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RE: Returning to OWL and application profiles

From: Panzer,Michael <panzerm@oclc.org>
Date: Tue, 12 Oct 2010 12:27:02 -0400
Message-ID: <AA3DCFAA4E87BD40BBAA507B1C36CC3D04CFE518@OAEXCH4SERVER.oa.oclc.org>
To: "Mark van Assem" <mark@cs.vu.nl>, "Mikael Nilsson" <mikael@nilsson.name>
Cc: "Antoine Isaac" <aisaac@few.vu.nl>, "public-lld" <public-lld@w3.org>, "Young,Jeff (OR)" <jyoung@oclc.org>, "Emmanuelle Bermes" <manue.fig@gmail.com>
Hi Mark and Mikael,

this might be slightly off-topic, and I hope I am not beating a dead
horse here, but I have major problems with talking about OWL as if it
where a language allowing schema-like validation of data. It is not. I
am not saying that this type of use cannot be achieved with OWL, but it
is not trivial.

Statements in OWL are interpreted as facts that are used to infer new
pieces of knowledge. Axioms in OWL support that goal as they are treated
as "inference rules," not necessarily as constraints aimed at triggering
inconsistencies. A trivial example would be the following.

My OWL AP says:

"Every published book has at least one author and exactly one
publisher."

My data says:

1. "<MyBook> is a published book."
2. "<MyBook> was published by <Publisher1>."
3. "<MyBook> was published by <Publisher2>."

A possible reaction of a schema validation language would be:

"This data is not compliant to the AP. You state that <MyBook> is a
published book, yet there is no author information, and it has two
publishers! Your data is rejected because it is either bad or you lied
about it."

This would be the reaction of an OWL reasoner:

"Thank you so much for this new information. I can now conclude that
<Publisher1> and <Publisher2> refer to the same individual (no Unique
Name Assumption, combined with a functional property) and that <MyBook>
is connected to some individuals that are authors, but I don't know
about them yet (Open World Assumption). I'll add the following facts to
my knowledge base:

4. <Publisher1> is the same as <Publisher2>.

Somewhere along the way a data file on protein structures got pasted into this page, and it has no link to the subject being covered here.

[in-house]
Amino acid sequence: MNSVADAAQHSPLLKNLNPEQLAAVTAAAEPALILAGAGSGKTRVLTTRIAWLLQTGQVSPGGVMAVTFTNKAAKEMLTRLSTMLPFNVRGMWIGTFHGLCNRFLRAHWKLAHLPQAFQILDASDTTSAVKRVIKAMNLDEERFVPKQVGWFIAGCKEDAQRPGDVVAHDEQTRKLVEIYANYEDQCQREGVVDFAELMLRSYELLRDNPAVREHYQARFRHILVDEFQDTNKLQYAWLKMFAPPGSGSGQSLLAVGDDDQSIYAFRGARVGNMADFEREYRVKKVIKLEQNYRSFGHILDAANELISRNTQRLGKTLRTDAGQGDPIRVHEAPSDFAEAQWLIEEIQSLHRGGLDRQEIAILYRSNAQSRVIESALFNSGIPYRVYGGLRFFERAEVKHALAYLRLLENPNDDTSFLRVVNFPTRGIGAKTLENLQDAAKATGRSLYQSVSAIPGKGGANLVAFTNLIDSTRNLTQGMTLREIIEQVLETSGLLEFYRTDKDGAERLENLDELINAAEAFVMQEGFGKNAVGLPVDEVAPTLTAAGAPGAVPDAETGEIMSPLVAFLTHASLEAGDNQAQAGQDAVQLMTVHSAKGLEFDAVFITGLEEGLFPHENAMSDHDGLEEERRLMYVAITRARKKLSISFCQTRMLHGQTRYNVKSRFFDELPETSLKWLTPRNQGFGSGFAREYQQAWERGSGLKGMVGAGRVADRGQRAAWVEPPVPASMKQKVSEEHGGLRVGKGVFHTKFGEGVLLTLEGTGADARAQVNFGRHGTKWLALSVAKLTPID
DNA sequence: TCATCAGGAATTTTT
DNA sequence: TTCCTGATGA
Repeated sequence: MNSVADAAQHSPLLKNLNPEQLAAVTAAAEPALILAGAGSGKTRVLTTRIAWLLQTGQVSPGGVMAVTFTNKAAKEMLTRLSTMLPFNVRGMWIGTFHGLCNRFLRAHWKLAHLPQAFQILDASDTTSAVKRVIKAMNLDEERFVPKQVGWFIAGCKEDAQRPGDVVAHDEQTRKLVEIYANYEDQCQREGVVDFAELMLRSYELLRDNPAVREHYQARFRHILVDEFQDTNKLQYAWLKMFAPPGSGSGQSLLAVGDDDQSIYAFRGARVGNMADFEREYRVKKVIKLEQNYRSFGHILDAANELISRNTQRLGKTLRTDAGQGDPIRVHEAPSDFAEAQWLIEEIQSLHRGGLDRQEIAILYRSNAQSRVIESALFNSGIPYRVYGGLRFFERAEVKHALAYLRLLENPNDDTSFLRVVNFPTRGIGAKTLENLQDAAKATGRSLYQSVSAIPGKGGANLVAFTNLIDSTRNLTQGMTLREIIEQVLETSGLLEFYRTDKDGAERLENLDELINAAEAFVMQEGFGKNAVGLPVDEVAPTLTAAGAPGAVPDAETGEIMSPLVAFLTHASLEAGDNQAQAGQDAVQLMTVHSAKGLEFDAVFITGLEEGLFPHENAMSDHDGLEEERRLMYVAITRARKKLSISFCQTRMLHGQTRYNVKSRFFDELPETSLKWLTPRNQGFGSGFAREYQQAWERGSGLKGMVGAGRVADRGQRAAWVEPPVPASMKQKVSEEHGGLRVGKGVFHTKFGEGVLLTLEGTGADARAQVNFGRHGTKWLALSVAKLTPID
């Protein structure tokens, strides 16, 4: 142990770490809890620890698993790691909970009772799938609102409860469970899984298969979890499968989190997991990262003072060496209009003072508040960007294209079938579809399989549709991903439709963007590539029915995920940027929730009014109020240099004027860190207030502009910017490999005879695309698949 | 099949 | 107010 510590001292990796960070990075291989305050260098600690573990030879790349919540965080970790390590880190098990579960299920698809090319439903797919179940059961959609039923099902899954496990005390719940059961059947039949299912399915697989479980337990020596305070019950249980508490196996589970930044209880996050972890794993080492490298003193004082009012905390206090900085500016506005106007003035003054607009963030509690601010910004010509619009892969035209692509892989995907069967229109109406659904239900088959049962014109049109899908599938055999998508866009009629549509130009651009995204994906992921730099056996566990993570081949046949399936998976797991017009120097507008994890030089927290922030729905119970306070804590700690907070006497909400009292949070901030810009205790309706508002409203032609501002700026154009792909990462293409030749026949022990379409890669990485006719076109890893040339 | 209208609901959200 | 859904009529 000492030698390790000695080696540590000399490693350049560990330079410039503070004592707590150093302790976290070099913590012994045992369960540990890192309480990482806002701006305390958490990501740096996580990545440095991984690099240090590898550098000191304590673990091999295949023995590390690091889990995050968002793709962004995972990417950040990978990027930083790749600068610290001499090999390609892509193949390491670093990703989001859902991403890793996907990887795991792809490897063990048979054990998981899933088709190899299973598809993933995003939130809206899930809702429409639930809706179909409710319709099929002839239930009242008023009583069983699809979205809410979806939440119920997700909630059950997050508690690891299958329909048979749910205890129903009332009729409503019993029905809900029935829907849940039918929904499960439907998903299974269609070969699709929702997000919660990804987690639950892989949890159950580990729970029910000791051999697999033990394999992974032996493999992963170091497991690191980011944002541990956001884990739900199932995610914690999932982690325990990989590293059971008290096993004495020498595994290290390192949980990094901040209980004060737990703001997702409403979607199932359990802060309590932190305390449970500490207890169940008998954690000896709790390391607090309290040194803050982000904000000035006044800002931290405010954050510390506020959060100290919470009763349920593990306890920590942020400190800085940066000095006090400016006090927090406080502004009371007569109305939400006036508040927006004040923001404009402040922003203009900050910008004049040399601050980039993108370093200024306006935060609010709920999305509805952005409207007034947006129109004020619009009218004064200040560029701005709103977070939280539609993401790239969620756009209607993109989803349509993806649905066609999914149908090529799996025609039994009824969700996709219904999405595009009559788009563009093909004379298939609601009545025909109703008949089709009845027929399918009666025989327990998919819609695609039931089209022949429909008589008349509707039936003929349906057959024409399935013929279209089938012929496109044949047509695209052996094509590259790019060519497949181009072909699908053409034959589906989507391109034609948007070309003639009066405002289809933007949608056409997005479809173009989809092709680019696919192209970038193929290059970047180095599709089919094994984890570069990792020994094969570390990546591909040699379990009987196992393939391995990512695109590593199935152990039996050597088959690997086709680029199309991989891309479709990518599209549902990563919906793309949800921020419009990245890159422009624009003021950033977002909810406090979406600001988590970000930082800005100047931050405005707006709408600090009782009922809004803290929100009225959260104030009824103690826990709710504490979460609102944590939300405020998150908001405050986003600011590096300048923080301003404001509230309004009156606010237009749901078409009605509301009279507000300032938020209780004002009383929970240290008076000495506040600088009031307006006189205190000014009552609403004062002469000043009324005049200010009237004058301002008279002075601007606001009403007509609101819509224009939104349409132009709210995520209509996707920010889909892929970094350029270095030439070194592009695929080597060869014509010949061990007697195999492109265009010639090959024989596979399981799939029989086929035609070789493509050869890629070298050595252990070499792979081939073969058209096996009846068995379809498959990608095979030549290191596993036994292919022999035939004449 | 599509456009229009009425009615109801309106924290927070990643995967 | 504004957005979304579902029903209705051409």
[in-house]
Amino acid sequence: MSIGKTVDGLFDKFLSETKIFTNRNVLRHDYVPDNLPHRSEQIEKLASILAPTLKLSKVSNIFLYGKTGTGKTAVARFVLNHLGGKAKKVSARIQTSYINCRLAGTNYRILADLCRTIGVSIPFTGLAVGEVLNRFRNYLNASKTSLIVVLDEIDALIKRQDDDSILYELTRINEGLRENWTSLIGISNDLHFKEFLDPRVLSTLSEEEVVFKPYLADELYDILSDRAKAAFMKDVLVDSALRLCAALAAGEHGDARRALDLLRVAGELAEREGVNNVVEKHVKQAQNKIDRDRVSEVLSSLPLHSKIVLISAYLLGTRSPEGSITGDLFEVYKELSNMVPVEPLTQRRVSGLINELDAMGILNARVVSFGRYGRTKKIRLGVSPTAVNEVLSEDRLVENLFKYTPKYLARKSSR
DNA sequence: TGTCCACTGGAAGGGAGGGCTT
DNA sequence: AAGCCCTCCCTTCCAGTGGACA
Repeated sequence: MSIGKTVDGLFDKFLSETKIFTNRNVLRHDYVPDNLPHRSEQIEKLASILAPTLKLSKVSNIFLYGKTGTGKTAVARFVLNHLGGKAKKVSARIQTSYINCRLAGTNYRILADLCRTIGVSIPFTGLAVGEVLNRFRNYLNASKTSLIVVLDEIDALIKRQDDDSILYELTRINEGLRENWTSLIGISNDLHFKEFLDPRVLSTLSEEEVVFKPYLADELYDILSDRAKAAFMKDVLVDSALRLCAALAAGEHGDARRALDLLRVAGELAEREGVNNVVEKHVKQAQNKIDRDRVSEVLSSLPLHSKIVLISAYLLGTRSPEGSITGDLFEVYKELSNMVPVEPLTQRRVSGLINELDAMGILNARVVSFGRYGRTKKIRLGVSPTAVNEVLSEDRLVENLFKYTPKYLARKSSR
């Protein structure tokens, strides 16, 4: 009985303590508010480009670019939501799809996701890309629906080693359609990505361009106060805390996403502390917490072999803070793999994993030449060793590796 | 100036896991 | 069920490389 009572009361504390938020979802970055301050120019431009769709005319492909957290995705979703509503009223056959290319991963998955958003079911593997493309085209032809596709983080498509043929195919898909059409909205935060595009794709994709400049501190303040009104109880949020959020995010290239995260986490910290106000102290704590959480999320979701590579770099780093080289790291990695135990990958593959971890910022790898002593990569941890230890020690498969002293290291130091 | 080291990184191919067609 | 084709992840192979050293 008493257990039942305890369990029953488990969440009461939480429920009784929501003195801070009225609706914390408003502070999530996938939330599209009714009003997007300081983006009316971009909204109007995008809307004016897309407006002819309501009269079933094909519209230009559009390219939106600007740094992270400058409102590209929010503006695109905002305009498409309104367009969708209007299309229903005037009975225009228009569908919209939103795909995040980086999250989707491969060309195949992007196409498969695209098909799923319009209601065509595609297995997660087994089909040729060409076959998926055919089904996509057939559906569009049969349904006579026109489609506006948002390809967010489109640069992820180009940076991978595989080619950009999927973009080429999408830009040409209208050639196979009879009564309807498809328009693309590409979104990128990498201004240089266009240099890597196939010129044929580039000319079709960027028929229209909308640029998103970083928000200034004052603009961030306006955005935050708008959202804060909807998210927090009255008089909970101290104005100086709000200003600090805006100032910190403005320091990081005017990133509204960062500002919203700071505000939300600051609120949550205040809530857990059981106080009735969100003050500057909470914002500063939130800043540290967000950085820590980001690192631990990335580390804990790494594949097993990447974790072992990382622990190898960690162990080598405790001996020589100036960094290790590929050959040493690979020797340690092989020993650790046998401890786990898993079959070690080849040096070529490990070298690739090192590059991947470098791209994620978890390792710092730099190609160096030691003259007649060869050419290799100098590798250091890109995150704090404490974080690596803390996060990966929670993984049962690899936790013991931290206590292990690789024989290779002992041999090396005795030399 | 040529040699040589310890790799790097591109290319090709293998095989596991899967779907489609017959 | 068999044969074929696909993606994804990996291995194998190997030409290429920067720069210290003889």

5. <MyBook> has some authors.

Please visit again soon."

> An alternative is to just accept OWL as a "syntax" for the AP
> constraints, and implement your own checker on top of that. This
removes
> the need to develop your own language (and parser) which will contain
> almost the same syntactical elements anyway.

Again, I don't say it can't be done. As suggested by Mark, one viable
approach would be to interpret OWL axioms with integrity constraint
semantics. You wouldn't have to implement your own checker, however.
Pellet ICV {1] sounds really promising in that regard, as it generates
SPARQL ASK queries to validate your RDF against OWL axioms.

SPIN [2,3] sounds like something similar to be explored as well.

>From a slightly different perspective, I think RIF [4] is what could
fill the gap in a more conformant way. RIF has a defined path to OWL and
is an integral part of the Semantic Web stack, but I haven't figured out
how to use it efficiently yet (I have had little exposure to rules
languages in the past, so I need more time to get up to speed there.)

Cheers
Michael

[1] http://clarkparsia.com/pellet/icv/
[2]
http://www.proxml.be/users/paul/weblog/aaad2/Integrity_constraints_in_SK
OS_part_1_.html
[3] http://www.spinrdf.org/
[4] www.w3.org/2005/rules/

 
Received on Tuesday, 12 October 2010 16:27:35 GMT

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